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Increase in fracking trucks has drawbacks

Increase in fracking trucks has drawbacks

CADIZ, Ohio — The warning signs and convoys of semi trucks have become part of the landscape in eastern Ohio’s shale country, where a drilling surge has brought more big rigs to rural roads.

Oil and gas truck traffic ahead.

The orange placards and the trucks they portend might be the clearest sign yet of the dual role locals say the region’s oil and gas industry has assumed as both economic engine and potential danger for drivers sharing winding two-lane roads with 18-wheelers.

Those trucks haul stone, heavy equipment used to build well pads, drilling rigs and other materials. And tanker trucks are transporting water needed in the hydraulic fracturing process and the fracking wastewater that flows back up from the wells.

“It’s been an economic boon for our county,” said Dale Norris, a Harrison County commissioner. “It’s got its good and its bad.”

Among the bad: a recent uptick in the number of crashes involving semi trucks in eastern Ohio counties and faster wear-and-tear onset because of the heavier traffic on roads.

State and local officials say the drilling companies have done their part to help. They host safety meetings for trucking companies and meet state requirements for building and maintaining roads that can handle trucks.

But the Ohio Department of Transportation is spending more on road repairs in eastern Ohio, and the State Highway Patrol is trying to figure out how to contend with the increase in semi-truck crashes.

“We knew it was coming,” said Sgt. Greg McCutcheon, who acts as a liaison between the patrol and drilling companies. “We’ve seen some of the other states kind of battle the changes in their community.”

Crashes in the shale region started to climb during the third quarter of last year, McCutcheon said. In the 24-county area where the state has licensed wells, semi-truck crashes increased by about 14 percent between 2013 and 2014. Statewide, truck crashes jumped by 23 percent in the same period.

McCutcheon said that as pipelines are built to transport oil and natural gas from Ohio, even more trucks probably will be transporting heavy machinery and materials on the rural roads. Natural gas is transported from the wells via pipeline, but any oil or condensate is transported by truck.

Some routes near processing facilities already have seen as many as 500 additional trucks a day, according to ODOT. For example, an additional 100 to 500 trucks a day were seen on Rt. 43 in Carroll County in 2013, the latest data available, compared with three years earlier.

Norris said calls to a local emergency medical service for response to truck crashes have been increasing, too.

Rig operators offer regular training on safe-driving practices and communicate with local governments and law enforcement agencies to prioritize safety, Rhonda Reda, the executive director of the Ohio Oil and Gas Energy Education Program, said in a statement.

“Absolutely, there’s more truck traffic in that area of the state than there has been in the past,” said ODOT Director Jerry Wray. “Whenever you have more traffic, that’s more conflict and more opportunity for crashes.”

State routes are designed to handle the increased traffic, he said, but the influx of heavier vehicles will cause the roads to break down faster. Where the roads are not designed to handle trucks, drilling companies must strike maintenance agreements with local governments.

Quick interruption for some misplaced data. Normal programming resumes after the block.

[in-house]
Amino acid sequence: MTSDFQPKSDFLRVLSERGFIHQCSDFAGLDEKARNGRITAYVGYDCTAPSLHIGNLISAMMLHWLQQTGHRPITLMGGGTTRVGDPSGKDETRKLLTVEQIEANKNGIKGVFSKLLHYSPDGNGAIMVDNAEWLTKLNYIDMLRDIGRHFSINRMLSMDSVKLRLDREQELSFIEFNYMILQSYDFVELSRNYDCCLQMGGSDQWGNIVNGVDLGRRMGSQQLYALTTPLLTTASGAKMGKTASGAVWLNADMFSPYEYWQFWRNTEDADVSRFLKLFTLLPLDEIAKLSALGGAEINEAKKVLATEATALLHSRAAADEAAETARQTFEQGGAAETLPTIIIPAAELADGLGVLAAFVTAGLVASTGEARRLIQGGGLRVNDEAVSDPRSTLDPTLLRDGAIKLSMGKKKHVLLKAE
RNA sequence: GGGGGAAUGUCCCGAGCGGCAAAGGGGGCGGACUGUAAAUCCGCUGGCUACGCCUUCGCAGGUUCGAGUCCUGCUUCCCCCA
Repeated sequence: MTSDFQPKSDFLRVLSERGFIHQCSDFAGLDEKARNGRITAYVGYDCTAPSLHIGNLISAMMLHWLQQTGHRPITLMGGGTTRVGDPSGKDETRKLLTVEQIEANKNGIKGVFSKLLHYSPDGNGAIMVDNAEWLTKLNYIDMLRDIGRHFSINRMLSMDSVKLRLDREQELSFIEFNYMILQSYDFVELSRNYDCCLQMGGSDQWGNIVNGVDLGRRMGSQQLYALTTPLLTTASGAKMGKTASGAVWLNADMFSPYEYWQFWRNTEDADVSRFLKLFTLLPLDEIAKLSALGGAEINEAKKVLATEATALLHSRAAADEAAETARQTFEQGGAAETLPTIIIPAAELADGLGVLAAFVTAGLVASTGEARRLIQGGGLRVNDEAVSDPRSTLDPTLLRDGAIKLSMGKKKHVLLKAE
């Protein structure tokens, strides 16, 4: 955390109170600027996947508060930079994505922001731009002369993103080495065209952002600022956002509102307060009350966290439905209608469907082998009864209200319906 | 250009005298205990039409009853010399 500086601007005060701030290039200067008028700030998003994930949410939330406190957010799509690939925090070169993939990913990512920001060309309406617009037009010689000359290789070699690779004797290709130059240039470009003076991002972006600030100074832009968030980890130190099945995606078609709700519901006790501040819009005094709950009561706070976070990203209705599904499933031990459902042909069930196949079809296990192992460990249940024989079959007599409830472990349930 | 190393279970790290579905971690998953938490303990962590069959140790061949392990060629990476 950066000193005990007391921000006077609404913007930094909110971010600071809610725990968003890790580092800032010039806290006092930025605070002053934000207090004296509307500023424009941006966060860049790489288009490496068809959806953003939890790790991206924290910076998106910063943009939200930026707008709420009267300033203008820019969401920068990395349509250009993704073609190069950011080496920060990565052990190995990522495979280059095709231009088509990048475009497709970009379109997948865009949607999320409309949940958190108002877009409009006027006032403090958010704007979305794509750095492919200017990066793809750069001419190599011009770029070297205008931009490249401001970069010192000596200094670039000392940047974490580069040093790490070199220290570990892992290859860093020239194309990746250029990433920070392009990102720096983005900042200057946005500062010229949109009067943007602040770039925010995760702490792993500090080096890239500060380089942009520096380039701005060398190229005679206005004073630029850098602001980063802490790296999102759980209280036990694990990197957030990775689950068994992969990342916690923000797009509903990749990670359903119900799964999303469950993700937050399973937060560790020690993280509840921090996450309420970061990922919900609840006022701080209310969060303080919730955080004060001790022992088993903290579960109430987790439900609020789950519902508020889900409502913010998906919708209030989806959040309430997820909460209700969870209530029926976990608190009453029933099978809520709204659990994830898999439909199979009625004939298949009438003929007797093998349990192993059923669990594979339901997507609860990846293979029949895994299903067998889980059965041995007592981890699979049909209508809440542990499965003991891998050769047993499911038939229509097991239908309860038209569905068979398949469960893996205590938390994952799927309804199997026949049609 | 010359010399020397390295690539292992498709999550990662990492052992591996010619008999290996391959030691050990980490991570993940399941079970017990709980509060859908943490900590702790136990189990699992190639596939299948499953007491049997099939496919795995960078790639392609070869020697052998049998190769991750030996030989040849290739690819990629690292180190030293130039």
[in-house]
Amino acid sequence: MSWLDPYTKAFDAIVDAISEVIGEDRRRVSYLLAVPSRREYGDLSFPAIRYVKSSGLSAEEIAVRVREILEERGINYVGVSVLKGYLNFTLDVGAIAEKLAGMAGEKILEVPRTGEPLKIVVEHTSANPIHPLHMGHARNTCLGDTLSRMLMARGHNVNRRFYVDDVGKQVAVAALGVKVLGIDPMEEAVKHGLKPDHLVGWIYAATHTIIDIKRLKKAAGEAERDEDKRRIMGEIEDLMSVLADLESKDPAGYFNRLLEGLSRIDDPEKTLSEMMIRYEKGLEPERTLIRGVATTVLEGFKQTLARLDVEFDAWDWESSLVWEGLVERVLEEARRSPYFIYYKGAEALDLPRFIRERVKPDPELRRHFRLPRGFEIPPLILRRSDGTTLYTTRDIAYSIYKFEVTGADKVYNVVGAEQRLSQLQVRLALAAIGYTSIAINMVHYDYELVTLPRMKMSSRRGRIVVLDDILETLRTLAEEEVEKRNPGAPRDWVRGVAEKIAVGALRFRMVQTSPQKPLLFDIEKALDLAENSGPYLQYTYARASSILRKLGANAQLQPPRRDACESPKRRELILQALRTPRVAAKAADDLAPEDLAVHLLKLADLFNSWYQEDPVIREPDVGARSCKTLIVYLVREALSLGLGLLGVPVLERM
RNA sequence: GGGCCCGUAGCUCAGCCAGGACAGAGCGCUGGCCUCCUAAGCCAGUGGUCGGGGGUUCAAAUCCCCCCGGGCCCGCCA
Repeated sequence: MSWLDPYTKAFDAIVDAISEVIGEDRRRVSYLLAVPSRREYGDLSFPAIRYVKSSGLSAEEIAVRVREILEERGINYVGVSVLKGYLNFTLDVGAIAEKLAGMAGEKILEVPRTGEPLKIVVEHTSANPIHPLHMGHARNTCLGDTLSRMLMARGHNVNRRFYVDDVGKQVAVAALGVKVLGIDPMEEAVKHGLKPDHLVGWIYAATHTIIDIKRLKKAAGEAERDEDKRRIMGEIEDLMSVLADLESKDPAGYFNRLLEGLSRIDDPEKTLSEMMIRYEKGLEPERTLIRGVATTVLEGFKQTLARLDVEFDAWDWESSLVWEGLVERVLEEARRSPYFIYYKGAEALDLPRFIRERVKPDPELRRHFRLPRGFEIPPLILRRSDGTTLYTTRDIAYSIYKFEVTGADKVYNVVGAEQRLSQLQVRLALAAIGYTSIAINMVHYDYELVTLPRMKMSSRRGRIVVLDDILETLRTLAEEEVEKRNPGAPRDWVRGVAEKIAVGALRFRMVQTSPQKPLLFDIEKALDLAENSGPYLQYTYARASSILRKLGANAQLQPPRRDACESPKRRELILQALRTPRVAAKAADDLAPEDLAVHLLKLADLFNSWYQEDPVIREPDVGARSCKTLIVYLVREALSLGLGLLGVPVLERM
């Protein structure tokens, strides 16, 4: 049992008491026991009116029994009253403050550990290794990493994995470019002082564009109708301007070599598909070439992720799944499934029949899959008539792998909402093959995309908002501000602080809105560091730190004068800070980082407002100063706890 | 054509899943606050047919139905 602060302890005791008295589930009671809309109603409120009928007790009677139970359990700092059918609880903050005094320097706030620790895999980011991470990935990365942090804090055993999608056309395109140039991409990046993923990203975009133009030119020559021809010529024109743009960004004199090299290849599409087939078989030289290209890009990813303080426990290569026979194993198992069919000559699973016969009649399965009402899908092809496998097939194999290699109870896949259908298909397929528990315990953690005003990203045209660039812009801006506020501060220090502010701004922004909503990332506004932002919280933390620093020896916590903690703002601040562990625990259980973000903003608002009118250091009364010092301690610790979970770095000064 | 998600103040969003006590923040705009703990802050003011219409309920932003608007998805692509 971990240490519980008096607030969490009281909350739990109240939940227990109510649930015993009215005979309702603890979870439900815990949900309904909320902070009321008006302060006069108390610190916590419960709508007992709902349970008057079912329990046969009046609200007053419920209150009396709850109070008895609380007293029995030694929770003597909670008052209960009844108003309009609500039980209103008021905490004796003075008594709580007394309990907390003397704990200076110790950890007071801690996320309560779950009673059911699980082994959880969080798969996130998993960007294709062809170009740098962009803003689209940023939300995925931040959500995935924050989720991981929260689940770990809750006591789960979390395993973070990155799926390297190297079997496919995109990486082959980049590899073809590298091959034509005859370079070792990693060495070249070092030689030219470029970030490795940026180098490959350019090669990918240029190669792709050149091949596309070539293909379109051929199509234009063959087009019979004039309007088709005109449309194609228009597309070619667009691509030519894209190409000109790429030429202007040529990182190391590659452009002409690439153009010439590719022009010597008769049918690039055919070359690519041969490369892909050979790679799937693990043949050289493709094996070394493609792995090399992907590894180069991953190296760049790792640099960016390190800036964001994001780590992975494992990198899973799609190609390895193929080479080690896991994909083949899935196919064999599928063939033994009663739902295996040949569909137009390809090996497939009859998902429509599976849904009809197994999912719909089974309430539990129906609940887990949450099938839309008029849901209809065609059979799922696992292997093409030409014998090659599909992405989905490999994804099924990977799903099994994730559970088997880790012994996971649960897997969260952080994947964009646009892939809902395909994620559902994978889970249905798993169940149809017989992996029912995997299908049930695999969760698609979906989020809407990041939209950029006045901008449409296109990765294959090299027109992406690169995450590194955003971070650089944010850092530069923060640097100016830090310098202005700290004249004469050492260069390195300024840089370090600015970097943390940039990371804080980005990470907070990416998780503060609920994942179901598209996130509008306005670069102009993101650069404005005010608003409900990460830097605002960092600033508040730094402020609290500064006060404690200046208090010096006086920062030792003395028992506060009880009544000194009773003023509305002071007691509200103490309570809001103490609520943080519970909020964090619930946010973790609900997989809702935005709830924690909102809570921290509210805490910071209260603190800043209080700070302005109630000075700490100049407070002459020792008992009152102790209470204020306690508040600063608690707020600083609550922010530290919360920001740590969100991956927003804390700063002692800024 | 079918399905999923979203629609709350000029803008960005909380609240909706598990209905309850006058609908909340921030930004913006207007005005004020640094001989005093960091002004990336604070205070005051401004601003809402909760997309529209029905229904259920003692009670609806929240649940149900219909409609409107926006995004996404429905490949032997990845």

In its eight-county eastern Ohio district, ODOT has increased spending on pavement and guardrail maintenance in each of the past three years. Truck tires rolling over the edges of narrow roads, for example, are wearing out those edges faster, said Lloyd MacAdam, the district’s deputy director.

“We have a finite amount of money to work with,” Wray said. “Everything we do is at the expense of something else.”

More traffic backups on rural routes and deeper potholes have become common in Harrison County, said Kathy Cusick, a Cadiz resident who runs a downtown gift shop. Oversize trucks chug through the small town’s city center, she said, but they are a sign of an improved regional economy.

“We have never had truck traffic like we have now,” Cusick said. “They go right through town.”

Cadiz Mayor Ken Zitko said income-tax collections have increased amid shale development, and the area is a hub of truck traffic because of the convergence of Rts. 9, 22 and 250.

To accommodate the extra traffic, Harrison County has had to relax its “frost laws,” which reduced load ratings on roads from November to April, said Robert Sterling, county engineer.

Drilling companies have signed maintenance agreements to pay for upgrades and upkeep on roads they use, he said.

Those agreements are required to receive a well permit under a 2012 state law. The state has approved or is in the process of approving agreements for 408 horizontal well pads. Agreements aren’t required at 175 pads that predate the law.

“These roads are used to get to any county or township road they might be drilling on. They are used a lot,” said state Rep. Jack Cera, a Bellaire Democrat whose district covers part of eastern Ohio. “We have only so many main roads or state highways in our area.”

Upgrading from gravel or chip-seal to fully paved road surfaces is important to move truck traffic, he said, but that leaves cash-strapped townships and counties with a more-expensive asset to maintain when the drilling is done.

“They’re not just fixing it up because they’re nice people,” he said. “They’re fixing them up because they can’t get to the site without them.”

rrouan@dispatch.com

@RickRouan

Source: The Columbus Dispatch

By: Rick RouanThe Columbus Dispatch  •  Sunday March 29, 2015 6:06 AM

LINK: http://www.dispatch.com/content/stories/local/2015/03/29/increase-in-trucks-has-drawbacks.html

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